In protein analysis, the pH of the electrophoresis buffer can be a powerful tool in optimizing specific separations. This is because the type (acidic or basic) and number of ionizable groups found on proteins are variable. However, for DNA analysis, it is the charge of the phosphate backbone that is dominant. Therefore, DNA electrophoresis is typically performed at a slightly alkaline pH to ensure full ionization of the phosphate residues.

3.1. THE GEL MATRIX: AGAROSE There are two types of gel matrix in common use in DNA laboratories: agarose and polyacrylamide. Agarose is a polysaccharide commercially derived from seaweed. The agarose polymer consists of multiple agarbiose molecules linked together into linear chains, with an average molecular weight of 120,000 daltons. The agarbiose subunit is a disaccharide consisting of P-d-galactose and 3,6-anhydro-a-l-galactose (Fig. 1) (6). The partially purified material, agar, consists of noncharged polymer chains, agarose, and negatively charged chains. The negative charges are typically the result of sulfate (-SO4) residues. In general, the more highly purified the agarose, the lower the sulfate concentration, the higher the quality of the separation, and the higher the price. Agarose is supplied as a white, nonhydroscopic powder. A gel is prepared by mixing agarose powder with buffer, boiling the mixture, pouring the molten gel into a casting tray, and cooling. During this process, the agarose chains shift from existing in solution as random coils to a structure in which the chains are bundled into double helices. The average pore size for agarose gels are typically in the range 100-300 nm3. Agarose gels are used at concentrations near 1% (wiv) for separating DNA fragments in the 1- to 20-kb size range. Examples of applications common in the DNA diagnostic laboratory include restriction digestion analysis of large plasmids and Southern transfer analysis of genomic DNA.

Fig. 2. Schematic demonstrating the polymerization of acrylamide and bis-acrylamide monomers.

Agarose Gel Electrophoresis of DNA

To pour a gel, agarose powder is mixed with electrophoresis buffer to the desired concentration, then heated in a microwave oven until completely melted. Most commonly, ethidium bromide is added to the gel (final concentration 0.5 ug/ml) at this point to facilitate visualization of DNA after electrophoresis. After cooling the solution to about 60C, it is poured into a casting tray containing a sample comb and allowed to solidify at room temperature or, if you are in a big hurry, in a refrigerator.

After the gel has solidified, the comb is removed, using care not to rip the bottom of the wells. The gel, still in its plastic tray, is inserted horizontally into the electrophoresis chamber and just covered with buffer. Samples containing DNA mixed with loading buffer are then pipeted into the sample wells, the lid and power leads are placed on the apparatus, and a current is applied. You can confirm that current is flowing by observing bubbles coming off the electrodes. DNA will migrate towards the positive electrode, which is usually colored red.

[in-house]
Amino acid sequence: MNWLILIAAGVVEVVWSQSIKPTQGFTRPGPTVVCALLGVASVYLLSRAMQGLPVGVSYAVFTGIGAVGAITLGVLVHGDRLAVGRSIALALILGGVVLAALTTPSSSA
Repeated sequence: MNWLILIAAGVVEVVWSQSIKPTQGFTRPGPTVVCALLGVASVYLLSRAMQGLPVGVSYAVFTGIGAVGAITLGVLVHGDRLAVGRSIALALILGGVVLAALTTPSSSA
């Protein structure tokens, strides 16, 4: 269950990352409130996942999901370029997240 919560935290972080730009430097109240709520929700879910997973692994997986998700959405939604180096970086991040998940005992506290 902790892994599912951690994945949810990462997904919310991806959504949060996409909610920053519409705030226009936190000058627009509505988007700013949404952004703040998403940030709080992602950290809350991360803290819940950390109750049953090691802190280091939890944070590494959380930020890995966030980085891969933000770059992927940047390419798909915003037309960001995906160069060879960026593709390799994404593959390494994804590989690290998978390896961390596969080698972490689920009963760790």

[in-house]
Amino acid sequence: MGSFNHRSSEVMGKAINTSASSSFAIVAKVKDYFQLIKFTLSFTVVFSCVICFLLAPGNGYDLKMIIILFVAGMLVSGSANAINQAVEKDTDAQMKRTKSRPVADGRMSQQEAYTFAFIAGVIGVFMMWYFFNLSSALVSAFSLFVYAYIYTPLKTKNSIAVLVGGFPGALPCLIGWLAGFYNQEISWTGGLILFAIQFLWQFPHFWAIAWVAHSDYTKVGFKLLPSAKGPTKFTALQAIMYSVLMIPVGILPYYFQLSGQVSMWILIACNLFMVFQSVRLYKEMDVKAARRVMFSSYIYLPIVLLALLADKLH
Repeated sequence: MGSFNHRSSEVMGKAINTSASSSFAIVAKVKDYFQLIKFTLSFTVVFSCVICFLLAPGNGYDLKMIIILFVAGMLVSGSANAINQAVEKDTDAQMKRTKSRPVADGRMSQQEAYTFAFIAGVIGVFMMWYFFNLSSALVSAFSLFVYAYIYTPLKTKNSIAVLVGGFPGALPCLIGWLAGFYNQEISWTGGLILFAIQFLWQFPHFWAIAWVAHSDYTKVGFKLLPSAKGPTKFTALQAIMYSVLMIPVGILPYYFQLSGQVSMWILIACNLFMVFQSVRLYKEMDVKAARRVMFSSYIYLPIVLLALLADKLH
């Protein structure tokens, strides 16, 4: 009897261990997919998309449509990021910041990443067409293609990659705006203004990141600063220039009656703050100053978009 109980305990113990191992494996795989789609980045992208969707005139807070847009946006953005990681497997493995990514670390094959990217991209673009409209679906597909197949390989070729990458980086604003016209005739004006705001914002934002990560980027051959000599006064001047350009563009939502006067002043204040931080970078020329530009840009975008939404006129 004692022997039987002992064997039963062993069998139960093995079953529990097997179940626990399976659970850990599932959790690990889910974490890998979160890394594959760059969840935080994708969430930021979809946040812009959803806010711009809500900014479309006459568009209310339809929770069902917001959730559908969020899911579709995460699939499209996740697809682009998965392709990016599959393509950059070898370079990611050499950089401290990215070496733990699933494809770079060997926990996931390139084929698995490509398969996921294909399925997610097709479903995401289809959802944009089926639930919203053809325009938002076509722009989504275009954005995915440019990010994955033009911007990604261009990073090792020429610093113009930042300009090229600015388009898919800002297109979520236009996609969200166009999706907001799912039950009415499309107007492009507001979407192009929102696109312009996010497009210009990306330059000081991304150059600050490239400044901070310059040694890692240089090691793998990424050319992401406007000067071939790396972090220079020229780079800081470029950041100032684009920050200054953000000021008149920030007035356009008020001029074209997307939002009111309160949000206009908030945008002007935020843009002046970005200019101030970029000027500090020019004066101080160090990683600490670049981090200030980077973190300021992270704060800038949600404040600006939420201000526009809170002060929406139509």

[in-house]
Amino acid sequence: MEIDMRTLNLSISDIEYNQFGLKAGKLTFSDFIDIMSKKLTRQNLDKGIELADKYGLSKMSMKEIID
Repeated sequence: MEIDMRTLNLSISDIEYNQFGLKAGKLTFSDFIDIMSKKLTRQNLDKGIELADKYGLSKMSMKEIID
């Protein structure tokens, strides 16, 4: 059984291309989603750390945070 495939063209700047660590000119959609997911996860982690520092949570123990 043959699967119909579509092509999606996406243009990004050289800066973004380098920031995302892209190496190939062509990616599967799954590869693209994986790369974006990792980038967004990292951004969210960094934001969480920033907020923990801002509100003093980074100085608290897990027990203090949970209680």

The distance DNA has migrated in the gel can be judged by visually monitoring migration of the tracking dyes. Bromophenol blue and xylene cyanol dyes migrate through agarose gels at roughly the same rate as double-stranded DNA fragments of 300 and 4000 bp, respectively.

When adequate migration has occured, DNA fragments are visualized by staining with ethidium bromide. This fluorescent dye intercalates between bases of DNA and RNA. It is often incorporated into the gel so that staining occurs during electrophoresis, but the gel can also be stained after electrophoresis by soaking in a dilute solution of ethidium bromide. To visualize DNA or RNA, the gel is placed on a ultraviolet transilluminator. Be aware that DNA will diffuse within the gel over time, and examination or photography should take place shortly after cessation of electrophoresis.

Migration of DNA Fragments in Agarose

Other Considerations

Agarose gels, as discussed above provide the most commonly-used means of isolating and purifying fragments of DNA, which is a prerequisite for building any type of recombinant DNA molecule.

By varying buffer composition and running conditions, the utility of agarose gels can be extended. Examples include:

  • Pulsed field electrophoresis is a technique in which the direction of current flow in the electrophoresis chamber is periodically altered. This allows fractionation of pieces of DNA ranging from 50,000 to 5 millon bp, which is much larger than can be resolved on standard gels.
  • Alkaline agarose gels are prepared with and electrophoresed in buffers containing sodium hydroxide. Such alkaline conditions are useful for analyzing single-stranded DNA.

Finally, if you haven’t had an opportunity to run agarose gels, try out the virtual agarose electrophoresis lab.